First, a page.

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    If I'm staying with you, in your temple, I have no qualms for paying for what I eat, the energy I use, the room I rest in. I do, though, have an issue with being asked to pay for teachings, talks, and commentaries on buddhism, especially when most of those talks, teachings and commentaries are garbled, and frankly, miss the mark. I do not mind paying an entrance fee if it has cost you a fortune to hire a room specifically for the event, and nor do I mind paying for the tea and coffee I drink or the biscuits I eat, but please let those costs be upfront, and obvious, and unashamed. Beyond that... You want to pay for monk robes? Get them jobs, they can buy their own. You want money to build big gold statues, I'm not giving you a penny for that.
     
  9. Dogbrain

    Dogbrain New Member

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    There are several checklists out there. This one makes sense to me:


    • Isolates followers apart from old friends or reference-points;
    • Provides followers with instant acceptance from a seemingly loving group;
    • Keeps followers away from competing or critical ideas;
    • Provides an authority figure that followers acknowledge as having some special skill or awareness;
    • Provides a philosophy that seems logical and appears to answer all or the most important questions in life with a single principle;
    • Structures all or most activities so that there is little time for privacy or independent action or thought
    • Frames the world in terms of "us" versus "them";
    • Promises instant or imminent solutions to deep or long-term problems;
     
  10. iBrian

    iBrian Peace, Love and Unity Staff Member

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    Doesn't this describe all organised religion? :)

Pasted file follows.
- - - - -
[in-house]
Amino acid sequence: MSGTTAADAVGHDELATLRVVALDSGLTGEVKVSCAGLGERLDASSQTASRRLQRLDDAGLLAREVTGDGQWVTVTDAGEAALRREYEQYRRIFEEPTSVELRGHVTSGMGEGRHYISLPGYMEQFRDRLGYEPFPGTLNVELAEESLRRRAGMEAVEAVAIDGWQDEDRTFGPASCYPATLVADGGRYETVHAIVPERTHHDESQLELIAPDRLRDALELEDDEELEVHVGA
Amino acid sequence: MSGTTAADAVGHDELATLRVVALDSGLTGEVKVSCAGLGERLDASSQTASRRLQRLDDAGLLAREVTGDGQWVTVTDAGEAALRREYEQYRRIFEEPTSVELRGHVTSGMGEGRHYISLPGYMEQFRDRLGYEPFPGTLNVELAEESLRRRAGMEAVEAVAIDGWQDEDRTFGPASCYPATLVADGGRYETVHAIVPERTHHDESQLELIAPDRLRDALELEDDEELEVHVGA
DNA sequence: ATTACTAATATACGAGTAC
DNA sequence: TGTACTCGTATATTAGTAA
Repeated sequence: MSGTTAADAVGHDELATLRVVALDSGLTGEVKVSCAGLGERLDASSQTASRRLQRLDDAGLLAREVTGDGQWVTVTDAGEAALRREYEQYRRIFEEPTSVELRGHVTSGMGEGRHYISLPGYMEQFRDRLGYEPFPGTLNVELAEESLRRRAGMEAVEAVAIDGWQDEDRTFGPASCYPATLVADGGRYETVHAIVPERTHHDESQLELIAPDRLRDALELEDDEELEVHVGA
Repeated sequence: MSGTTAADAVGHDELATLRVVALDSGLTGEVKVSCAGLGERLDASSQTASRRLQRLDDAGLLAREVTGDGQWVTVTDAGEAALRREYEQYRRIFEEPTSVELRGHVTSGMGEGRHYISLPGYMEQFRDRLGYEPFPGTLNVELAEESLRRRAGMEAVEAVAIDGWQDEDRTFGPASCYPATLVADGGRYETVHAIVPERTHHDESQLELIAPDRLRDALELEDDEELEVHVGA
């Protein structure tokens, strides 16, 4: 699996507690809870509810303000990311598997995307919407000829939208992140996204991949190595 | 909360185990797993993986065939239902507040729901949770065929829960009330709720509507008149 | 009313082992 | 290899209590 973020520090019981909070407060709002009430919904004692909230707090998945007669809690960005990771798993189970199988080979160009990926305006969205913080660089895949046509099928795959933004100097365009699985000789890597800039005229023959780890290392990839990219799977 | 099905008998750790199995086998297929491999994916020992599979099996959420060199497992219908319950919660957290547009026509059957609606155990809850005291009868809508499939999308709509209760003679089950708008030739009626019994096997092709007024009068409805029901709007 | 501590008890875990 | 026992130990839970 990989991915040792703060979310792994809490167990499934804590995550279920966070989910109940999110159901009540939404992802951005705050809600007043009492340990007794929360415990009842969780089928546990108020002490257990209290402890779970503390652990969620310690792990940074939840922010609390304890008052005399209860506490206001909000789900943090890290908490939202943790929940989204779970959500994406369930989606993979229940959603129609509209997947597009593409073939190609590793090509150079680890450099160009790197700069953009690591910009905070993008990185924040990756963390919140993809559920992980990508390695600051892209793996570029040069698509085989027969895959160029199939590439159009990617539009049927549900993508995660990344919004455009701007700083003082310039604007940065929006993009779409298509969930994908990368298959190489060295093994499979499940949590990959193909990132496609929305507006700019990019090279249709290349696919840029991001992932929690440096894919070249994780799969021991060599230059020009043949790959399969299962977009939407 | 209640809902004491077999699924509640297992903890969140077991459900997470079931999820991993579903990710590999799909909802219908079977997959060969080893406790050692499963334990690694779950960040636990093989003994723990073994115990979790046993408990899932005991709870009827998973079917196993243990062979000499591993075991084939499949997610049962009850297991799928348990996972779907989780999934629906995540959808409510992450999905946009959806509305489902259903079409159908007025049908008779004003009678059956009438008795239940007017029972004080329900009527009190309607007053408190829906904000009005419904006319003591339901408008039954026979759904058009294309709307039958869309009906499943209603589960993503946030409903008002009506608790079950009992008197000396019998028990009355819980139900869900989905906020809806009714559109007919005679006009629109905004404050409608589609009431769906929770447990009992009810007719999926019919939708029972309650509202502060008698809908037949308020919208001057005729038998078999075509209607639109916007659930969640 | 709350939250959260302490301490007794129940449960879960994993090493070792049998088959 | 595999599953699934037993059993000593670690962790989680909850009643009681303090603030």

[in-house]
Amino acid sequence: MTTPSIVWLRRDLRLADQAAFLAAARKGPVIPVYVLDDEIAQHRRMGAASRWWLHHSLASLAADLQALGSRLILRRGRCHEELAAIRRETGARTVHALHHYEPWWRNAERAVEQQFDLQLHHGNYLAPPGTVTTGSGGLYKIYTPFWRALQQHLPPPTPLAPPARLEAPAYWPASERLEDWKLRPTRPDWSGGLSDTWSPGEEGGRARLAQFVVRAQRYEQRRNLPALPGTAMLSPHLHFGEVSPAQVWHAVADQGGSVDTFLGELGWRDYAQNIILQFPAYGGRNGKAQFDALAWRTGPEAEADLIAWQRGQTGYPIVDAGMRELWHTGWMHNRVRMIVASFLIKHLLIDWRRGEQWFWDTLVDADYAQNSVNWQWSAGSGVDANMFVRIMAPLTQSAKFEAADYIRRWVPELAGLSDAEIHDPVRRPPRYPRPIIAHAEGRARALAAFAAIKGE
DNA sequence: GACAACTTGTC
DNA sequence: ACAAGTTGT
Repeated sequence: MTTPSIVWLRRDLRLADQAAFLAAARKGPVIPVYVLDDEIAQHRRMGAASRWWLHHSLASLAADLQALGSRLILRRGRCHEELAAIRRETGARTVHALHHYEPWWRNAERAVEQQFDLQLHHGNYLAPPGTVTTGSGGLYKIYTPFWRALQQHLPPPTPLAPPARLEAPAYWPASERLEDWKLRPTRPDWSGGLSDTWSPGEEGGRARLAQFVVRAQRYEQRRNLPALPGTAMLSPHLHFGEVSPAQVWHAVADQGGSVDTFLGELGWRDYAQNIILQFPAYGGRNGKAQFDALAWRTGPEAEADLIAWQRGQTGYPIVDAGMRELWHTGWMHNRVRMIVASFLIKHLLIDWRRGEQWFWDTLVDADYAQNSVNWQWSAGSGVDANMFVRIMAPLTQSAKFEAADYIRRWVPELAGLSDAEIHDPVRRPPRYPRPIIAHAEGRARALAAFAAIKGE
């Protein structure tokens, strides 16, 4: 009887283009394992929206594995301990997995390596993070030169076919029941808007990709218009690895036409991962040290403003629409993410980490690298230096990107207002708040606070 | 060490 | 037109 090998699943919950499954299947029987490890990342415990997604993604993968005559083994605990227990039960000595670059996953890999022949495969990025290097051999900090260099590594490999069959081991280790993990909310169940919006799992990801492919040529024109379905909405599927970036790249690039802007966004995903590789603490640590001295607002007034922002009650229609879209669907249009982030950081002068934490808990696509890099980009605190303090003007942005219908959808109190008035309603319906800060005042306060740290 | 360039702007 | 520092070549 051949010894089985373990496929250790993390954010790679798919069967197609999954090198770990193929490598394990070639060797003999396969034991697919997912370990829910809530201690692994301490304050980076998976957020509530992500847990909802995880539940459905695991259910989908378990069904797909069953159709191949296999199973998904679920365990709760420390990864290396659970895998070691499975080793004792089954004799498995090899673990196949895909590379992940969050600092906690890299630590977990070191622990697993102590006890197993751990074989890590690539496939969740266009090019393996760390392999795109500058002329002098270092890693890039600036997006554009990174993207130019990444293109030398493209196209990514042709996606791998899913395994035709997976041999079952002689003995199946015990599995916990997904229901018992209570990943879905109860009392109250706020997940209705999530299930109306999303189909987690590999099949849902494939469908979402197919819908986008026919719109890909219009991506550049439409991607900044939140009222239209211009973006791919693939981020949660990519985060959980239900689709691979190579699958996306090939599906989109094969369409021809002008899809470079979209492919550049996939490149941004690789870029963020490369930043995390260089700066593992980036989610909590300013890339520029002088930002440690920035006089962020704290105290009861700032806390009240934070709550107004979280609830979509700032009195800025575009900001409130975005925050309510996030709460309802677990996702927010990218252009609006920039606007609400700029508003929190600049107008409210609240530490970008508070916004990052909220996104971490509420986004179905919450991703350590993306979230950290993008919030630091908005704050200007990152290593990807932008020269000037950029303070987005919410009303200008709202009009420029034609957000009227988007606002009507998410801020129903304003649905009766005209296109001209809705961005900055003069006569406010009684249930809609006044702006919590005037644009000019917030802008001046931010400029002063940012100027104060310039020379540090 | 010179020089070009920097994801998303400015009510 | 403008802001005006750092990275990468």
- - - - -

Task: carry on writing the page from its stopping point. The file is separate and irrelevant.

11. Sam Albion

    Sam Albion akaFrancisKing:ViveLeRoi!

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    no Brian, it does not. (you should be ashamed, man, ashamed!)
     
  12. arthra

    arthra Baha'i

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    Some years ago we visited a Nicheren Buddhist temple around where I live.. anyway they were very nice and friendly and I talked to the priest.. I met some other Nicheren Buddhists as well..

    I have no problem with the chant and the Gohonza..point of adoration and so on..

    I see though an attempt to divorce themselves from the rest of Buddhism .. by not stressing the historical Buddha and they have their own political organization in Japan.. otherwise the people seem pleasant and easy to get along with.
     
  13. TheKhan

    TheKhan All Natural

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    There is a clear difference between the Nichiren/other buddhist sects and SGI. There are many Japanese who share and feel the same way about SGI. SGI is the only buddhist sect in Japan which TRULY understands globalism, this is a gift they have, hence outside of Japan in the west, one is likely to bump into SGI before any other form of buddhism. To get the entire Japanese package, one really needs to see that Shinto and Buddhism really go hand in hand towards most Japanese, despite what anyone would say. The philosophy in Aikido I think is a really cool place to start.